Stephen J. Rapp, Ambassador-at-Large of the Office of Global Criminal Justice of the United States will be in Sri Lanka this week. He will be meeting with political leaders and also with other influential opinion formers to ascertain the situation in the country relevant to his interests and to make known his own views. His visit will be followed shortly thereafter by Assistant Secretary for South and Central Asian Affairs of the US government, Nisha Desai Biswal. Both these visits are evidence of the international interest in Sri Lanka and its present trajectory of political development. They are also likely to be connected to the forthcoming session of the UN Human Rights Council in Geneva in March, where Sri Lanka is likely to figure as an important issue and perhaps even as a test case for collective international action.
Due to the global influence the United States whatever its officials think and say is going to be of utmost importance to all of Sri Lanka, and not just to its government. The views on Sri Lanka of the closest ally of the United States, which is the United Kingdom, are already well known. British Prime Minister David Cameron has said that his government will use its place within the UN Human Rights Council to press for an international inquiry into the conduct of the last phase of Sri Lanka’s war. When he was in Sri Lanka to attend the Commonwealth Heads of Government Meeting in November last year, the British Prime Minister gave the government an alternative of doing its own investigation in a credible manner. But this has not been forthcoming as yet.
The ideal for Sri Lanka in the New Year is to have a government, opposition, civil society and international community that will address the problems faced by people and solve them without making them worse. Among the many urgent problems that need resolution, the issue of accountability is particularly sensitive as it impacts upon the government leadership. Largely in deference to this international pressure, the government has taken some cases of human rights violations before the civil courts and appointed military tribunals to look into other allegations, but these have not yet yielded concrete outcomes. The visiting US officials are likely to get this message from those whom they meet. So it will appear to them that there is a need for international action.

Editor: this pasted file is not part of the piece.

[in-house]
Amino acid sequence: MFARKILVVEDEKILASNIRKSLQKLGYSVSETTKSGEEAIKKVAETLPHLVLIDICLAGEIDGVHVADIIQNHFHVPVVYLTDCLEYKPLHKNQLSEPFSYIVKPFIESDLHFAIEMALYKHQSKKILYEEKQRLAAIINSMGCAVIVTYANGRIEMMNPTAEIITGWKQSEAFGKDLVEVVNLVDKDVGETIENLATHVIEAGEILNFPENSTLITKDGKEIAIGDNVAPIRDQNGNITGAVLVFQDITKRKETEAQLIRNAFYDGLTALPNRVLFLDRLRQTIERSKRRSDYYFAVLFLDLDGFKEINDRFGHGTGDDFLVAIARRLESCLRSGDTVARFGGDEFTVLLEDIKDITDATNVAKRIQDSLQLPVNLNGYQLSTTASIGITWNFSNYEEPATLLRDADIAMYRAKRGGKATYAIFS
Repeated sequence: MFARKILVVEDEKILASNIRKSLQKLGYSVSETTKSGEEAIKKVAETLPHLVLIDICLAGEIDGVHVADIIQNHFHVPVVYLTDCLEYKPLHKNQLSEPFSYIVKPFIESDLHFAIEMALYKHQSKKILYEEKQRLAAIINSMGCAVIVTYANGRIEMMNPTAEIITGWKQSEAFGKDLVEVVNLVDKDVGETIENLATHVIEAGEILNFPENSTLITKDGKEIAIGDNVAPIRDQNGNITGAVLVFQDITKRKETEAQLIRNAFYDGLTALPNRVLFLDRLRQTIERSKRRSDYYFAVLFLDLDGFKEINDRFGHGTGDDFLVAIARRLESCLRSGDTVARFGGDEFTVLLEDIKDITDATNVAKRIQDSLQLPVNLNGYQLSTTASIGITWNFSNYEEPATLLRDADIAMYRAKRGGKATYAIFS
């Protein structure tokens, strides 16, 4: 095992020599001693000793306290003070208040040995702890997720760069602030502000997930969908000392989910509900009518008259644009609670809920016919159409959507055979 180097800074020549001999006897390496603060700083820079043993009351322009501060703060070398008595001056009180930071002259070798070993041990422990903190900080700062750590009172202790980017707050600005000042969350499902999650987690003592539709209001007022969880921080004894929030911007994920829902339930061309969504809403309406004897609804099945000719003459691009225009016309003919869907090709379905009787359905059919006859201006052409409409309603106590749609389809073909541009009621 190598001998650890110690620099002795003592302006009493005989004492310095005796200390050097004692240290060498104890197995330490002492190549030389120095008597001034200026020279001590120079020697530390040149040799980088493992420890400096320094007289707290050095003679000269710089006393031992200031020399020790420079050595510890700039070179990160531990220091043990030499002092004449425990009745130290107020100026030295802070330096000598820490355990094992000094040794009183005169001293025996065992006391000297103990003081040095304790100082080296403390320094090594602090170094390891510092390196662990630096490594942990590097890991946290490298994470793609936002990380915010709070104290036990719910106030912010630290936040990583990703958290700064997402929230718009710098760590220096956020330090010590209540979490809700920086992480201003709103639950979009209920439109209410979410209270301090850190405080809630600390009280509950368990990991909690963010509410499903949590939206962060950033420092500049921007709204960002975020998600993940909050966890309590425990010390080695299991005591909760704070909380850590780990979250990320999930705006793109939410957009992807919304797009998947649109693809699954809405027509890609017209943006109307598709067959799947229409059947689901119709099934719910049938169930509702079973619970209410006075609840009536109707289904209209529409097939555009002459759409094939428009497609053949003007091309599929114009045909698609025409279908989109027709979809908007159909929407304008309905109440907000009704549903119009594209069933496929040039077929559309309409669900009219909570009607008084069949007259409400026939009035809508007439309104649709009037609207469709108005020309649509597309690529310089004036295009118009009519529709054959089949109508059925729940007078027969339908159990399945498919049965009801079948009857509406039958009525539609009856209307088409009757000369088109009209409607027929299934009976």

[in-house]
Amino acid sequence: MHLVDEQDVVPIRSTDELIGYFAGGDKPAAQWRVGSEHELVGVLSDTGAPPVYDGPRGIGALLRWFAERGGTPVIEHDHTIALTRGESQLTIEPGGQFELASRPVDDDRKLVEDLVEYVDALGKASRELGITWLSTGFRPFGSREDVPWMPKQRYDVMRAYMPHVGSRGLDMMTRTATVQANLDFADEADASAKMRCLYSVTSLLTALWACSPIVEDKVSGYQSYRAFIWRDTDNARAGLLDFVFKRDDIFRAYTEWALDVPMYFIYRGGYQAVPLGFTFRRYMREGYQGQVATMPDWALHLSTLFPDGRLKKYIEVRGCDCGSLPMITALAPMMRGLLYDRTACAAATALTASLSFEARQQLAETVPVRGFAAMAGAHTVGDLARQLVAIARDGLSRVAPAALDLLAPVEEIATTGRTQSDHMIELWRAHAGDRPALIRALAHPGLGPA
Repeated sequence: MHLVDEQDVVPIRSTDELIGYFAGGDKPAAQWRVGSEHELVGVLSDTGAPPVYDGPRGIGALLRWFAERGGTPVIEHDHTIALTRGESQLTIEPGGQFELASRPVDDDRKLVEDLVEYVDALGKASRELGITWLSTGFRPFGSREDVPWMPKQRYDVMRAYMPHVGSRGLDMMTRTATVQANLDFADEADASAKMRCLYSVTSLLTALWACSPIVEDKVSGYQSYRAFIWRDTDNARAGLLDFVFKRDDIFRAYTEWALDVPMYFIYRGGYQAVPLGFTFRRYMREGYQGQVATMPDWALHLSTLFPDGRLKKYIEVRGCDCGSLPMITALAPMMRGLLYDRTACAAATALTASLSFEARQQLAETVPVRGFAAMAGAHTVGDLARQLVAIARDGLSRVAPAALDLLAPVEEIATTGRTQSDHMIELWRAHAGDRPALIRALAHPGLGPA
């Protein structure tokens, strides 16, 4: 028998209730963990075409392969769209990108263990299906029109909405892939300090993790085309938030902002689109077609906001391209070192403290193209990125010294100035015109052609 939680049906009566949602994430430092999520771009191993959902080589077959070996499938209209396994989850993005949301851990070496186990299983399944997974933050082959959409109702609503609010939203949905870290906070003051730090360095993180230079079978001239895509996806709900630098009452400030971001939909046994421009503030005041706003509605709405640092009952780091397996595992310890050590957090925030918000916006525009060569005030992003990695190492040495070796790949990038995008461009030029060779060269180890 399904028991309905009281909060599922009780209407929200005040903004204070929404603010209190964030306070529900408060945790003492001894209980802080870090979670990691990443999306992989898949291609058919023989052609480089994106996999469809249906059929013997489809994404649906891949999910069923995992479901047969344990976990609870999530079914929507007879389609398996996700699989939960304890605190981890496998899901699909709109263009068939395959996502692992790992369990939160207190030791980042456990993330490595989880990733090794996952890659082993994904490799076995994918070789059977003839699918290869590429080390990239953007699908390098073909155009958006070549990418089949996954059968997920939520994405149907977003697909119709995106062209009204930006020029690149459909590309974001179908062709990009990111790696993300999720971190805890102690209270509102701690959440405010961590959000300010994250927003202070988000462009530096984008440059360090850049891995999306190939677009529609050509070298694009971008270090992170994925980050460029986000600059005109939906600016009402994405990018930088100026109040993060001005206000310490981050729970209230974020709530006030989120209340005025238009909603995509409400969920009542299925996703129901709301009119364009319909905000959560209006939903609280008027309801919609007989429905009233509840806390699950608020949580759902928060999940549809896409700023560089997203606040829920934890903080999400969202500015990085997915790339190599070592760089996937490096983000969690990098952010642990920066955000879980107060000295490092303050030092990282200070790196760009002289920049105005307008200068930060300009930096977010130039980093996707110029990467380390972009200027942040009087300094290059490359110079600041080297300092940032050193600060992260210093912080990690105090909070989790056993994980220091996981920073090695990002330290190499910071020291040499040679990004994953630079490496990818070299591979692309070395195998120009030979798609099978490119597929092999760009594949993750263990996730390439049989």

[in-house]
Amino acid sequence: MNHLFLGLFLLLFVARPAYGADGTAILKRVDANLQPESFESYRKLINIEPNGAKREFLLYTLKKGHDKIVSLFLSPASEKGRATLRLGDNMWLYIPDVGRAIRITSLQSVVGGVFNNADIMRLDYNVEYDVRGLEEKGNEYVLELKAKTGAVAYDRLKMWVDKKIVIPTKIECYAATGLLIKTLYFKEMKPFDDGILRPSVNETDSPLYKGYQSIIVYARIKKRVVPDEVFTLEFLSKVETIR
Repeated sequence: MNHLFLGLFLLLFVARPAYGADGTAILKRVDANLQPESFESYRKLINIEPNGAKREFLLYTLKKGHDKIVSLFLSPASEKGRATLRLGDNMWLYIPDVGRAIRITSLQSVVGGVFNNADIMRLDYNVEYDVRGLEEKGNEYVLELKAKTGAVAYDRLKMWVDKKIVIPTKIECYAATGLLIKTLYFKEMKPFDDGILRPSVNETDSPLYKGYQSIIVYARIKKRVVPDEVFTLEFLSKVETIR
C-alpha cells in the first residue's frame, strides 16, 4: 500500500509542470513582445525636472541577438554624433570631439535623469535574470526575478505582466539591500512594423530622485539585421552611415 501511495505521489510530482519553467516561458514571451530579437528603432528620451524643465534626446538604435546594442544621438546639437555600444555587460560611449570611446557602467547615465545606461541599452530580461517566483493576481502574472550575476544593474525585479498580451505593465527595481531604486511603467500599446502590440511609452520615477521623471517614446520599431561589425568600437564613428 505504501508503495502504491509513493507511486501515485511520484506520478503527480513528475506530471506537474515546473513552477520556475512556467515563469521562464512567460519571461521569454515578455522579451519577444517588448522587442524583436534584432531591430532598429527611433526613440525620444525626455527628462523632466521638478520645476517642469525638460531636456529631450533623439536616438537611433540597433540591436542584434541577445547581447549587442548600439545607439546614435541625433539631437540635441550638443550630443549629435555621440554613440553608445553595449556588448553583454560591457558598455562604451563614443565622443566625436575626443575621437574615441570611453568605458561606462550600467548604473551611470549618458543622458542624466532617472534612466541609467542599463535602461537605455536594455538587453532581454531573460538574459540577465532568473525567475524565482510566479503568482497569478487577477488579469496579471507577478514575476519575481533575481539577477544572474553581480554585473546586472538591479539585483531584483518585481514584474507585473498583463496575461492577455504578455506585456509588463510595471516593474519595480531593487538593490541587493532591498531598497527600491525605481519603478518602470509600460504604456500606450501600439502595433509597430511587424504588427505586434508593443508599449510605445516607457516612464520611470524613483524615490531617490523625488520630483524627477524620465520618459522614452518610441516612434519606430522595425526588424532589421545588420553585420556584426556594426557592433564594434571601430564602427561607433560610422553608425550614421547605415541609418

This international action that is being discussed is in a limited sphere, that of accountability, impunity and human rights violations. But they are not the only issues of concern to the general population whose priorities also need to be considered. There is a common concern about the rising cost of living and the inability to earn enough. The government disputes this assessment and will be able to show national income statistics that bolster its claim that post-war Sri Lanka has entered into the ranks of middle income countries. The government has been producing reports on its implementation of development projects and recovery of the war-affected parts of the country. However, the UN Special Rapporteur on the Human Rights of Internally Displaced Persons, Chaloka Beyani, who visited Sri Lanka recently referred to “growing food insecurity and indebtedness in the Northern Province” and to the fact that “displaced and resettled communities seem to remain vulnerable to recurrent shocks”.
The contrast between reality and appearance is not limited to the economy. Its presence is also felt in the political arena. The seizure of more than 260 kilos of heroin, the involvement of the Prime Minister’s Office in the crime, and the disappearance of half of that weight of heroin while in police custody have been reported in the media, but the action taken appears to be minimal. The 18th Amendment concentrated the powers of appointment of all top state bodies in the hands of the President. Eroding the general public’s confidence in the integrity of state institutions, and the quality of presidential appointments, is the allegation that the Bribery Commission is itself tainted by bribery. The independence and integrity of the public service has been laid low.